The opinions of several Grace Brethren pastors on the subject of “house churches” are quoted in this article from the Dayton (OH) Daily News, written this past week by Brian Orme of the pastoral staff of the West Milton church.
‘Revolutionaries’ find refuge in home churches
By Brian Orme
There’s a new movement, a shift in the landscape of the church, says George Barna, the director of the Ventura, Calif.-based Barna Research Group. In Barna’s studies one thing seems clear: In today’s culture many people are leaving the traditional church to practice their faith in alternative venues.
Barna describes these sans-church members as revolutionaries — people discontented with the often static spiritual environment of conventional churches. These revolutionaries, some 20 million according to Barna, often end up in progressive ministries such as house churches, emerging communities, virtual faith networks and other niche ministries outside the traditional church setting.
“There are a lot of different kinds of needs that people have that simply are not, and cannot, be met through a conventional church setting,” Barna said.
When asked if the conventional church has dropped the ball on discipleship and evangelism, Barna said, “We’ve been studying that for so many years, the answer is an unequivocal yes. The ball has been dropped and stomped on. … It’s not because people don’t care, but so many of the models that get used are antiquated, they were created for a different era. We live in a different day and age.”
Barna doesn’t see the new trend as a threat to the church, but rather, a new era — one with powerful potential to connect more people with the mission of Christ.
A house church leader from Troy, Mike Lyons, says, “Small community groups are the most natural means to study and proclaim that the kingdom of God is here.” Lyons left a staff position at a megachurch to pursue simple, organic church planting. If you want to know what house church is like, “think less church and more BBQ,” Lyons says.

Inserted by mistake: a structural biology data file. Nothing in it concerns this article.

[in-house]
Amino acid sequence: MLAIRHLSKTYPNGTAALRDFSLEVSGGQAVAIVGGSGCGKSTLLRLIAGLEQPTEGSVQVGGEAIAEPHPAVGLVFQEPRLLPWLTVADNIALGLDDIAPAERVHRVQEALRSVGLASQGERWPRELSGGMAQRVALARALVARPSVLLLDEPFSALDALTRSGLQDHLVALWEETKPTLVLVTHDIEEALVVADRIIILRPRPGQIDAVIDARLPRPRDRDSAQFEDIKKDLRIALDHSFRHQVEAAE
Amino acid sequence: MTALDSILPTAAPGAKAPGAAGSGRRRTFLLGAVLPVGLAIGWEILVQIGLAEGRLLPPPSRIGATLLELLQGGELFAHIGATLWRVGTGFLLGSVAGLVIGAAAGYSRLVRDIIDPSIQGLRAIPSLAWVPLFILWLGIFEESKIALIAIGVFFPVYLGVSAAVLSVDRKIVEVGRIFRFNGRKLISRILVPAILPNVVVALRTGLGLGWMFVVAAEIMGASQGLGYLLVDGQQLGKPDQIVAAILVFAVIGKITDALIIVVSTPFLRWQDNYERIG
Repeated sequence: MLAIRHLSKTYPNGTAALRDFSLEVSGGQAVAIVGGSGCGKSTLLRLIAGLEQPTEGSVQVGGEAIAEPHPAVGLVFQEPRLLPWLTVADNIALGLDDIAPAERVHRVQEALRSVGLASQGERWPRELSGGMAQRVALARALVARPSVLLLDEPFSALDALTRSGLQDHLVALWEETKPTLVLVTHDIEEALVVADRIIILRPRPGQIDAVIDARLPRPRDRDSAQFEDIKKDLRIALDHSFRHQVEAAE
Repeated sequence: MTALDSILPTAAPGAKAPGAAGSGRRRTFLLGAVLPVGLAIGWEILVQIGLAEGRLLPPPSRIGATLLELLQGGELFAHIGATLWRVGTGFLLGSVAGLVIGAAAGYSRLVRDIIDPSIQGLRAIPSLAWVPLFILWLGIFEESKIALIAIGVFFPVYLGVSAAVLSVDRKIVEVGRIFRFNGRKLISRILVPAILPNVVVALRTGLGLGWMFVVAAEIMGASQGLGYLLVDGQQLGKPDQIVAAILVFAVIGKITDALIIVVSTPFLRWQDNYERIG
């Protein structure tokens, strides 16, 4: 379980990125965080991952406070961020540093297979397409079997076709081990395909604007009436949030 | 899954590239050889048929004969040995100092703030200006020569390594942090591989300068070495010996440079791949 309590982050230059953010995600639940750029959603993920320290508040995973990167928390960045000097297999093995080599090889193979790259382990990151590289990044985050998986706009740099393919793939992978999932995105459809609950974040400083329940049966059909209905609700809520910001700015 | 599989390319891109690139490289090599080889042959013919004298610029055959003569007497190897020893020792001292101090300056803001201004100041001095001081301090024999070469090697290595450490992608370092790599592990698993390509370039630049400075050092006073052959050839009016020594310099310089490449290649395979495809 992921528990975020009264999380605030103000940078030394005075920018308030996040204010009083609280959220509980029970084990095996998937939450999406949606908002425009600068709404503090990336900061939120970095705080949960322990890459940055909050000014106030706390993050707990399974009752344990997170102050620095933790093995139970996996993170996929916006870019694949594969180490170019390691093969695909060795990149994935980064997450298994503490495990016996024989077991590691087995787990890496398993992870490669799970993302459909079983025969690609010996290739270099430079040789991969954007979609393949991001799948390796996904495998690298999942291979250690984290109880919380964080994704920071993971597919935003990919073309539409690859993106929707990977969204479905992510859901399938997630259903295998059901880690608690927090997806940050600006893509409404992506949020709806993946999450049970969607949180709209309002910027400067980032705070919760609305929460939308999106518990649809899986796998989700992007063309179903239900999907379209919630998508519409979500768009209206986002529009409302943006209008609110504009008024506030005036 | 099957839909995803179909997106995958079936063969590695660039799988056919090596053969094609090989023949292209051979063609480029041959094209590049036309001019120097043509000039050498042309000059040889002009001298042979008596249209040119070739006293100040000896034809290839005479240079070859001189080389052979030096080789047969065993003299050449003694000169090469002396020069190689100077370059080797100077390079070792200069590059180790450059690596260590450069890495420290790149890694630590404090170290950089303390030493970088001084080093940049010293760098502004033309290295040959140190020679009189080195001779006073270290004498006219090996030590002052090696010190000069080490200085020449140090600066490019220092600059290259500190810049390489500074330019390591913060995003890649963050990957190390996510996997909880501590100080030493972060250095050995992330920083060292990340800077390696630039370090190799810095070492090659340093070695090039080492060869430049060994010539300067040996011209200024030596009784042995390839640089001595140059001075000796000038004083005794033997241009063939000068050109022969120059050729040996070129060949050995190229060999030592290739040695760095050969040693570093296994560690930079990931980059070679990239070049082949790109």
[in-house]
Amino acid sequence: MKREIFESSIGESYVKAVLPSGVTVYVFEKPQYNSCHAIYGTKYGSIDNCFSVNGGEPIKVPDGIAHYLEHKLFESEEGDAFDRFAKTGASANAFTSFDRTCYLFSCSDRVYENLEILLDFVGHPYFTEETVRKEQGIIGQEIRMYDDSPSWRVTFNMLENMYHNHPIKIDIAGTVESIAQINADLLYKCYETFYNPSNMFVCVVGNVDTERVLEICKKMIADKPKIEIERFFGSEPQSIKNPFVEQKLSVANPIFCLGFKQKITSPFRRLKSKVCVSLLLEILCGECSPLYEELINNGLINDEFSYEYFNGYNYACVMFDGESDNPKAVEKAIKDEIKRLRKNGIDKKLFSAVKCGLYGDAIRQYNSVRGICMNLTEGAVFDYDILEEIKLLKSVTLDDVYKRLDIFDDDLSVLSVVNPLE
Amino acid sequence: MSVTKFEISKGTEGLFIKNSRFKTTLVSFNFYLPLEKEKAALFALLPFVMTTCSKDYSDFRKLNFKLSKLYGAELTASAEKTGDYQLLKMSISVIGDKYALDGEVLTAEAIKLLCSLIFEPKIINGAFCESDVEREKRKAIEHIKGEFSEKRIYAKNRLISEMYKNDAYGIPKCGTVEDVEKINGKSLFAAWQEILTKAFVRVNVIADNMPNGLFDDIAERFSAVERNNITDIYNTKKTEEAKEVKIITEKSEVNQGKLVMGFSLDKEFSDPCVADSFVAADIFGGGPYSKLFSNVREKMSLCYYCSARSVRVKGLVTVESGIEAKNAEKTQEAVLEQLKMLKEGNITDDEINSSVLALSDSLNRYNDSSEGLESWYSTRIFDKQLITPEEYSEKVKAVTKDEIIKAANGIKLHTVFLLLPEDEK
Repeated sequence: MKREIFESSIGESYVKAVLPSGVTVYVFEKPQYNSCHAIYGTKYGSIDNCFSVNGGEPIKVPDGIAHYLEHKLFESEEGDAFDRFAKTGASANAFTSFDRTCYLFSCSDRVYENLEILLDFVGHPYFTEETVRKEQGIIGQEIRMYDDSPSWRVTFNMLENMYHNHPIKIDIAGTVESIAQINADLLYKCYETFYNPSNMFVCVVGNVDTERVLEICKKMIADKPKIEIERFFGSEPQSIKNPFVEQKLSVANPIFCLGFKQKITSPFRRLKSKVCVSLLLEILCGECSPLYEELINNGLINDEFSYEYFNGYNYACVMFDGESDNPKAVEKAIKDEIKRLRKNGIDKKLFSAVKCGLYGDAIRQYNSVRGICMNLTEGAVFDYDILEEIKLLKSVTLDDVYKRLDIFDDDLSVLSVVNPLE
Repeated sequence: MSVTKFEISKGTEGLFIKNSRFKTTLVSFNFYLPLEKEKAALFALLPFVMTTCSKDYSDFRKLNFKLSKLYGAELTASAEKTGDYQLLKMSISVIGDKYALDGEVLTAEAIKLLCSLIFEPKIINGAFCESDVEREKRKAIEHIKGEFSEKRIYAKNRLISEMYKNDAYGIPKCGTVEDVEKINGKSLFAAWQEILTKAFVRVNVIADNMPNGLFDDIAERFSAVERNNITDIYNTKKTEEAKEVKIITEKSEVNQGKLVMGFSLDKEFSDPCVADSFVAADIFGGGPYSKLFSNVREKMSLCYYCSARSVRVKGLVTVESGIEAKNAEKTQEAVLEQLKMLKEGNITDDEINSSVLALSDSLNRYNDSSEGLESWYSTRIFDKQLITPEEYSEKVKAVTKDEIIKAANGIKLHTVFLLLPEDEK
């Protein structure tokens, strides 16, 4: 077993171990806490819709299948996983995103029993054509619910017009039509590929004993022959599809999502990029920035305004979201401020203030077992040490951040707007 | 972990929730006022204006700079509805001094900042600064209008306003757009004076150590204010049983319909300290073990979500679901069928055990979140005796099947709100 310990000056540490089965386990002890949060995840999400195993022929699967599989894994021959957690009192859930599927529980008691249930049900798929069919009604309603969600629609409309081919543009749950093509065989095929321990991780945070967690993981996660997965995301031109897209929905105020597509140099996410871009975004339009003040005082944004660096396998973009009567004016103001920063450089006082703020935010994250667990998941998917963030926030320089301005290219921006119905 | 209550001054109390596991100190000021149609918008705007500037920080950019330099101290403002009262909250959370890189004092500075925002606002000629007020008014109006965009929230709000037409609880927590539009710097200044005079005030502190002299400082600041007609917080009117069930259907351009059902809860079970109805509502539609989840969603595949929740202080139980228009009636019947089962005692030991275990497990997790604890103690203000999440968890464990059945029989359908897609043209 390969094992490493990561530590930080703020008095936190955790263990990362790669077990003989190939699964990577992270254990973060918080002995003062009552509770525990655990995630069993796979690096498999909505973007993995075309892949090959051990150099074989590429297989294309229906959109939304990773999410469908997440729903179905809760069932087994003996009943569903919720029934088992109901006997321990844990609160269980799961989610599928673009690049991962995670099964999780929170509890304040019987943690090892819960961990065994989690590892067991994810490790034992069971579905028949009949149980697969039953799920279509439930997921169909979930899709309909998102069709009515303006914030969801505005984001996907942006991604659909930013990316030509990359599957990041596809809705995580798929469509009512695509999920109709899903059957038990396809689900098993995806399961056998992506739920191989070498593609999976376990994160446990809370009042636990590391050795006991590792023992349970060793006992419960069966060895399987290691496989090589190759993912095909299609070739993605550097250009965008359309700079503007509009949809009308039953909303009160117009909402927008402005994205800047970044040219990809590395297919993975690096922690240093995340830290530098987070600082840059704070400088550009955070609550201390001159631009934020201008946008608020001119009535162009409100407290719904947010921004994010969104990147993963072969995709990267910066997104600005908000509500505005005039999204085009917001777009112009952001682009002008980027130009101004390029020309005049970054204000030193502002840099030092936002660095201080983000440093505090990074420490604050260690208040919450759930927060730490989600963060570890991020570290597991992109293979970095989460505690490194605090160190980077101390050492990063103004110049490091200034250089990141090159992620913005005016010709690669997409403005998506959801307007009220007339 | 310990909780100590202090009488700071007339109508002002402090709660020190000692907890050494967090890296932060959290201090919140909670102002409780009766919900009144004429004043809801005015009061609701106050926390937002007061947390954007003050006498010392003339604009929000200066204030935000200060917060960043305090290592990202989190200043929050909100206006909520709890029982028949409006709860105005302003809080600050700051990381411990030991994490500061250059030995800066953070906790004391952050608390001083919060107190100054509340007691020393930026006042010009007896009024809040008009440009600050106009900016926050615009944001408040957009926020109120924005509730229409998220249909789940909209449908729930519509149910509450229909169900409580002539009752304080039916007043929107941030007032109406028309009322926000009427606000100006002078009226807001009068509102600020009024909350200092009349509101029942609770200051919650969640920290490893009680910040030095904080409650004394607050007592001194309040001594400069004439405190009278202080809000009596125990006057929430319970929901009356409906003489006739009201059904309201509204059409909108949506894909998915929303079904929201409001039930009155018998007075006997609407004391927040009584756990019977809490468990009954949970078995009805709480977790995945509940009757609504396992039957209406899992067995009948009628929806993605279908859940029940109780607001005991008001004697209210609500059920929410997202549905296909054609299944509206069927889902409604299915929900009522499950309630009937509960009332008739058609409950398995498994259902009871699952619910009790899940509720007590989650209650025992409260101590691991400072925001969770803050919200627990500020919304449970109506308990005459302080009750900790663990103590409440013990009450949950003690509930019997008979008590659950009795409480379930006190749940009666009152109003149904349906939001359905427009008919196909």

Lyons believes that the context of house church, although messy, teaches people more about what it means to be a spiritual family than the typical church, which avoids the messiness of relationships altogether.
Alternatives such as house churches don’t sit well with many church leaders.
The idea of a church without a building, without a set order or, perhaps, without educated teachers and pastors, doesn’t sit well with many church leaders.
“I think Barna is way off,” says Steve Makofka, pastor of Centerville Grace Brethren Church. “I believe the church’s mission is to do discipleship from the cradle to the grave. … My contention is that a network of small groups centered around a larger congregational entity can cover that entire grid far better than any single house church.”
“A church is made up of those committed to being a church. It is more than a Bible study or a discussion group,” says Tim Nixon, pastor of Cornerstone Church in Springboro. Nixon adds, “A church must have leadership and organization.”
Barna believes that the strict adherence to tradition and lack of change is what keeps the conventional church from growing. “Any institution that doesn’t keep up with the times is going to lose their audience.”
“For a lot of revolutionaries, the church has been an obstacle to spiritual growth. A lot of revolutionaries find that even though the conventional church may be a great ministry, it may not be right for them,” Barna says.
Barna’s research points to a dethroning of the traditional church as lodestar for the faith community in the upcoming years, and its replacement: grass-roots communities on mission from the inside out rather than the outside in.
“Jesus railed against the Pharisees and Sadducees because they developed so many routines and expectations that really had nothing to do with the heart of God,” Barna says. “And yet, in many ways that’s what we’re doing today.”
Brian Orme is an associate pastor at Community Church in West Milton and a freelance religion writer. Send e-mail to email@example.com.